Emmaus House transitions orphaned youth into independent living in Haiti
Emmaus House empowers orphaned Haitian youth and restores their hope through Christ.
We believe that orphaned Haitian youth can heal, grow, and thrive in Christian, familial settings.
We believe these young people have the potential to create generational change as faithful leaders in their communities.
what we believe
There is one God, creator and sustainer of all things. God reveals Godself as Father, Son, and Holy Spirit, eternally One in every way.
We believe the Holy Bible is the inspired Word of God, and it is our final authority for all matters of belief and life.
We believe in salvation from sins through death, burial, and resurrection of Jesus Christ. We believe in the abundant life both now and eternally through the indwelling of the Holy Spirit. All Emmaus House staff and board members uphold these beliefs and we instruct our youth in the ways of godly living.
Over 1/2 of the population in Haiti is under the age of 24 (CIA World Factbook)
Only 1% of the youth graduate secondary school by age 24 (epic.org)
40% of Haitians are unemployed (CIA World Factbook)
There are 430,000 orphaned children in Haiti (UNICEF 2012)
In Haiti, around 300,000 children grow up as domestic sales called restaveks (restavekfreedom.org)
An estimated 32,000 children grow up in one of Haiti's 760 orphanages (Lumos Foundation)
Children who grow up orphanages age out at age 18 (IBESR)
Of youth who grow up in orphanages, 70% will become criminals, 60% will enter prostitution, 40% will become homeless, and 10% will commit suicide (insamer.com)
STANDING IN THE GAP
There is a gap in orphan care that often goes unacknowledged. Many organizations in Haiti exist to care for orphaned children, rescue children from slavery, and provide orphan prevention interventions. While all such programs are greatly needed, children who grow up in orphanages and child slavery systems are often forgotten once they age out and are released at age 18.
When these youth age out, they lack the education, life skills, and emotional maturity to live a functional life of independence. As a result, many orphaned youth are left to the streets and turn to crime or prostitution to alleviate their poverty. This leads to a higher society crime rate, breaks down the family system, and contributes further to the orphan crisis.
Since 2013, Emmaus House has been committed to standing in the gap for this often forgotten age group in Haiti. At Emmaus House, we provide orphaned youth with a home to belong, spiritual guidance, healing from past trauma, educational opportunities, and hope for a better future.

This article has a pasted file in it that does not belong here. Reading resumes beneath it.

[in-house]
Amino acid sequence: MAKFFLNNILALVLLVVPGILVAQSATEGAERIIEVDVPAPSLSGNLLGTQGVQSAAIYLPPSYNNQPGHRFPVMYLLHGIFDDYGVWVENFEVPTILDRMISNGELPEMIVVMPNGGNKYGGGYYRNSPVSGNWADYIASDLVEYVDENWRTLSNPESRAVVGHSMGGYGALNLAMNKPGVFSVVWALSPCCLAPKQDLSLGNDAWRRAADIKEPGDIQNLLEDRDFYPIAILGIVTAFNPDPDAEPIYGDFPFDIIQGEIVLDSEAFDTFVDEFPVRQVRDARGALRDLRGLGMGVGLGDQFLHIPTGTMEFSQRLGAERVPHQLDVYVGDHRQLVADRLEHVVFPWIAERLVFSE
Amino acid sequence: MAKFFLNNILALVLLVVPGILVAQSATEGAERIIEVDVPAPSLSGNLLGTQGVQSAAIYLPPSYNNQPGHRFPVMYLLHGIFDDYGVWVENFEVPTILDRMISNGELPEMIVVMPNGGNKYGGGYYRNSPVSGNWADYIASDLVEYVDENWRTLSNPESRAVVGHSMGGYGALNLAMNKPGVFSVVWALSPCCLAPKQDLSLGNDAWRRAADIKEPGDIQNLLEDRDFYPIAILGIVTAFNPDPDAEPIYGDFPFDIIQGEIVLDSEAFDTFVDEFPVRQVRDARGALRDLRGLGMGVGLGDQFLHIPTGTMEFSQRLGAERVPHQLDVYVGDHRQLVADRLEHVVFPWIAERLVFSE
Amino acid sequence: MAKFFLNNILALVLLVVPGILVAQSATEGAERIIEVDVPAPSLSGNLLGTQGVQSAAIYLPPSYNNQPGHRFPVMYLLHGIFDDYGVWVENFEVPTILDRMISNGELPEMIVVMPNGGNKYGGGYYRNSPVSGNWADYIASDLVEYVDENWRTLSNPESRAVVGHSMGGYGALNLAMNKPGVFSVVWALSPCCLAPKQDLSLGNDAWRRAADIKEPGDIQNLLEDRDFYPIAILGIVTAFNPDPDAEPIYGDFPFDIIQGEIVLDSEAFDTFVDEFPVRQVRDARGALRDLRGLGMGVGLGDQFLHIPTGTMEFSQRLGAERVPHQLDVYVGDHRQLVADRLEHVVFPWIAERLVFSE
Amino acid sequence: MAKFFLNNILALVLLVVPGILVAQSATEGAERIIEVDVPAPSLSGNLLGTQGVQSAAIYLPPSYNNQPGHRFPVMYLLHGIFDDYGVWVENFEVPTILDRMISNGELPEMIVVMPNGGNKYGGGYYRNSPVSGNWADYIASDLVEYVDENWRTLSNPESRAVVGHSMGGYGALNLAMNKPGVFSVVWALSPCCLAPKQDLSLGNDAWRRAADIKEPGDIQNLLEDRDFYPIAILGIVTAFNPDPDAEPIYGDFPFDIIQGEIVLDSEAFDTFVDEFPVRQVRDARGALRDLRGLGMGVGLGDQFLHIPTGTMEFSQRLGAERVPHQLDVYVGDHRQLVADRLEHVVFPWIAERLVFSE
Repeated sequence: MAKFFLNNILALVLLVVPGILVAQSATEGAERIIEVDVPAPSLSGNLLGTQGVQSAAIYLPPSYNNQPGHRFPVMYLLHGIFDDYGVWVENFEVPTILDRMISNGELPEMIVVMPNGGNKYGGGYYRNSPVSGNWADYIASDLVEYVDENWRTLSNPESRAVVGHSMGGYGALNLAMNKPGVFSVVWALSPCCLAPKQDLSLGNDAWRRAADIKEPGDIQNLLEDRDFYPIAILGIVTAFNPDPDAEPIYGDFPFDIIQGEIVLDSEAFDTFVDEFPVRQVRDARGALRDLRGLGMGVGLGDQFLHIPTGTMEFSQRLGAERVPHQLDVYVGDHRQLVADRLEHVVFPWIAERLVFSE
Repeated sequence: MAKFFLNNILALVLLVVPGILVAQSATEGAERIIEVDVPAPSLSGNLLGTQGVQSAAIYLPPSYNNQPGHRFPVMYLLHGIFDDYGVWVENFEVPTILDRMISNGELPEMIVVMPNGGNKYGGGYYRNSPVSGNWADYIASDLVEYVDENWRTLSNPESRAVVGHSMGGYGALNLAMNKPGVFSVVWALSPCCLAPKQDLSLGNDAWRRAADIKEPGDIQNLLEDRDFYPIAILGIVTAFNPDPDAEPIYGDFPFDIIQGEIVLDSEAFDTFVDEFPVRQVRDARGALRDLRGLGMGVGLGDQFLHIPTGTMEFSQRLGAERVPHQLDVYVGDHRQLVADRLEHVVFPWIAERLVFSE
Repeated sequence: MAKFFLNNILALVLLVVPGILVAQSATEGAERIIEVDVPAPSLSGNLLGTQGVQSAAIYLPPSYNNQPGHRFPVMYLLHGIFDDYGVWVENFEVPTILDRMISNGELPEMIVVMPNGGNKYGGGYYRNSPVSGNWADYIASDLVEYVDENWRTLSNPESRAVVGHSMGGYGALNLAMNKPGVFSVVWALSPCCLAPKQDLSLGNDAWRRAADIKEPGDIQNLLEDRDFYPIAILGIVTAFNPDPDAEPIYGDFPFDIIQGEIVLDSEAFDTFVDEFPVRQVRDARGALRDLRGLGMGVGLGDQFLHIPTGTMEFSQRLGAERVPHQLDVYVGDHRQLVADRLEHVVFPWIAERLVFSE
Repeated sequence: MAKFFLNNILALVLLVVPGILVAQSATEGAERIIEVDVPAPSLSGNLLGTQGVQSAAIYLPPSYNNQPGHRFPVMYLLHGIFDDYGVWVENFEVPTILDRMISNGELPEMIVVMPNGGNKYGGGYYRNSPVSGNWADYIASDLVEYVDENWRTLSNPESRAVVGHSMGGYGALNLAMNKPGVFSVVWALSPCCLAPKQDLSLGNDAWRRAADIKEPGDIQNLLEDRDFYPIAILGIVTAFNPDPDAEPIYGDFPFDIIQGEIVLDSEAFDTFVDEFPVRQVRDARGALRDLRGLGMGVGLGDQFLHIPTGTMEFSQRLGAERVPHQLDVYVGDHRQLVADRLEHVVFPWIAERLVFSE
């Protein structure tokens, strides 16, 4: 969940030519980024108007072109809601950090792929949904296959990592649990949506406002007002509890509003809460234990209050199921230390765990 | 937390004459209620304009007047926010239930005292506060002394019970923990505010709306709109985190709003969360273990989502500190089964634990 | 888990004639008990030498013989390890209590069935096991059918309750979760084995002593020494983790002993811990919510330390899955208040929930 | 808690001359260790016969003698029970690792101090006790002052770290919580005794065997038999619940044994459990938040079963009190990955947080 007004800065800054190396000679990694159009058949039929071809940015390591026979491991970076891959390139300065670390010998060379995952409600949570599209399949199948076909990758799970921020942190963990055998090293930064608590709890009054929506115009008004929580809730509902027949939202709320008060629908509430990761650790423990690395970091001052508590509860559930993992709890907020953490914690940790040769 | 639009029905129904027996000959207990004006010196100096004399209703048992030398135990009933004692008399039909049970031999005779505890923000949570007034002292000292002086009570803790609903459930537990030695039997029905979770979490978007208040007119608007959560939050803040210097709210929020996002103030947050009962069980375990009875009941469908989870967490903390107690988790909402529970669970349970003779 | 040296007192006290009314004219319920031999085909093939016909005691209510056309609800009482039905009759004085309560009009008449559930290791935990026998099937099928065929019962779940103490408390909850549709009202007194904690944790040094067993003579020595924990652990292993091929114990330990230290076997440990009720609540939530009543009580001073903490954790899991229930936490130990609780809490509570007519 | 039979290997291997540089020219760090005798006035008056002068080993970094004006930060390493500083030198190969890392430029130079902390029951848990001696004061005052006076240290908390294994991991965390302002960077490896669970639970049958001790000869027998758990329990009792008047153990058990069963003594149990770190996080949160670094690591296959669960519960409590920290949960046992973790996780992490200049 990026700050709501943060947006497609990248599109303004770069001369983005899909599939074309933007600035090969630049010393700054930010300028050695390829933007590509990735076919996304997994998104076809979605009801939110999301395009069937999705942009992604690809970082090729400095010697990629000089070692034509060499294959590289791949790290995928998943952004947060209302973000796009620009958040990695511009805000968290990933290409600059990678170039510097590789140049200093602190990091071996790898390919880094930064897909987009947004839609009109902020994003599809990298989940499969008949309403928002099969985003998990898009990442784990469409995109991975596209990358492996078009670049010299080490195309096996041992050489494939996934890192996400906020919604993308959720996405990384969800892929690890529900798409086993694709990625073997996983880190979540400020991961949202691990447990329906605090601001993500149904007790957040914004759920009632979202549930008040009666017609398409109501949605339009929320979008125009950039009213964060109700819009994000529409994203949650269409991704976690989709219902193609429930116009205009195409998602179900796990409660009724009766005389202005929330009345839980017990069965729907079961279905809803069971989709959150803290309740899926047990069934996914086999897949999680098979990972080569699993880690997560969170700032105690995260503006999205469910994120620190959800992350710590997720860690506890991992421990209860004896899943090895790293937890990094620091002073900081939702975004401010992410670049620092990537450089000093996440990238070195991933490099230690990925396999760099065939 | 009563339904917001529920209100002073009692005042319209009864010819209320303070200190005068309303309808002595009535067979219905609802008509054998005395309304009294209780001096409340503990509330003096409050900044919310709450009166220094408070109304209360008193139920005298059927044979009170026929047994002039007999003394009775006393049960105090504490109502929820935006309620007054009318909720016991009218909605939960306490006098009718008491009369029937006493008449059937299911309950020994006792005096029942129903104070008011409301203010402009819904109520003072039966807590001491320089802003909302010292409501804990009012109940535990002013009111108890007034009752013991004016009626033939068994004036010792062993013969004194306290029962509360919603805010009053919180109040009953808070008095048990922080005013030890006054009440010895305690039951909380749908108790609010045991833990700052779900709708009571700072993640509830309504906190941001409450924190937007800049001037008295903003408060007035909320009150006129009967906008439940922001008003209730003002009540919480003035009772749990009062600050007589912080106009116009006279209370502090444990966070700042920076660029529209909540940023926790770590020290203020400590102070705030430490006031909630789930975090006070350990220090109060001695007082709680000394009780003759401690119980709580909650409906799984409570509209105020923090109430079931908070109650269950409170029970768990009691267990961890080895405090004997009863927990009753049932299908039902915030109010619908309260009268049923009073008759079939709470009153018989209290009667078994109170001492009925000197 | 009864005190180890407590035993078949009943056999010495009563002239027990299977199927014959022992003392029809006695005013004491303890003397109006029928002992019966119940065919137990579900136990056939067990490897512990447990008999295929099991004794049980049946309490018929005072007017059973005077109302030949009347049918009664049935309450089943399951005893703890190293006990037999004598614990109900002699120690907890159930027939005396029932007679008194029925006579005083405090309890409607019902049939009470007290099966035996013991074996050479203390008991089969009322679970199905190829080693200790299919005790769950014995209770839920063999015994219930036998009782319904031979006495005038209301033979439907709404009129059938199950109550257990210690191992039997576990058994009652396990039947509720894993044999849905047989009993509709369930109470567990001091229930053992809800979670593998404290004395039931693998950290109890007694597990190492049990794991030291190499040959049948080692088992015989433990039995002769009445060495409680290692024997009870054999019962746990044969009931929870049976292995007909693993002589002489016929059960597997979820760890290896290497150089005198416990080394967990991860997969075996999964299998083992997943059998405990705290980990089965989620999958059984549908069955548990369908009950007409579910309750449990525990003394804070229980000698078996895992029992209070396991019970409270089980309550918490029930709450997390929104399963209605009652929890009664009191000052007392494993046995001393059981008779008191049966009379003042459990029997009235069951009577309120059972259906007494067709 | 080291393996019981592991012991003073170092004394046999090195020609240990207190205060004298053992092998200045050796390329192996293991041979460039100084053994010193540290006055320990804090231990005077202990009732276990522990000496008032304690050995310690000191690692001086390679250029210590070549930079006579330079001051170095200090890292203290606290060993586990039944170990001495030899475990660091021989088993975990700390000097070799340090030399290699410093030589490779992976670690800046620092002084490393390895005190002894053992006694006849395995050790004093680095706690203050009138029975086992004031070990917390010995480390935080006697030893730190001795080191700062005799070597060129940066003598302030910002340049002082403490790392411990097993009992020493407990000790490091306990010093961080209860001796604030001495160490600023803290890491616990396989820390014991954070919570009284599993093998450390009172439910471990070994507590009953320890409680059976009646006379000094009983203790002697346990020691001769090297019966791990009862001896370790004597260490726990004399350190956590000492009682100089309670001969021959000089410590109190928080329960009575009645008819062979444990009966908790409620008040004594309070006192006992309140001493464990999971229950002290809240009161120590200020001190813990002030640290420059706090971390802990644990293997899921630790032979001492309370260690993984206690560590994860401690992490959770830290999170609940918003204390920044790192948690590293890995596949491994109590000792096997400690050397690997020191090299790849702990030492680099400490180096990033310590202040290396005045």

In Luke 24 there is a story about two men who traveled the road to Emmaus shortly after Jesus’ death on the cross. Feeling as though all hope had been lost, they mourned the loss of their Savior. As they walked, Jesus met them on the road. Although they didn’t recognize who He was, Jesus journeyed alongside of them. Arriving at Emmaus they broke bread together and the men’s eyes were opened. Jesus was alive and with them, and their hope in life was fully restored.
We chose the name Emmaus House because just like the two men in the Bible, we want our youth to journey alongside Jesus in order to find true hope. Yes, they all have endured tragedy and live in a country where so many odds are against them, but with Jesus all things are possible. They are not alone. He is always with them. We want Emmaus House to be a place where Haitian youth can come to have their eyes opened to Christ and their hope in life restored.
When Emmaus House was originally founded in 2013, it was our intent to only serve youth aging out of the Cap Haitien Children's Home. We quickly became overwhelmed, however, by the vast needs of all the orphaned youth who were aging out of orphanages and child slavery systems in Haiti. Witnessing this need, we decided to expand our approach beyond the CHCH.
Currently we rent two houses and are at capacity with 17 residential student. In the Fall of 2016 we began fundraising to build a new campus which will enable us to serve 30 residential students at one time. Owning our own property will allow us to become a more financially sustainable ministry, enable us to expand our programs and services, have a permanent residence in the city, and almost double the number of residential youth we can serve at one time. In addition to our residential homes, the new campus will also include an administrative building, an outdoor classroom, and a Refuge House for young women in need of specialized care.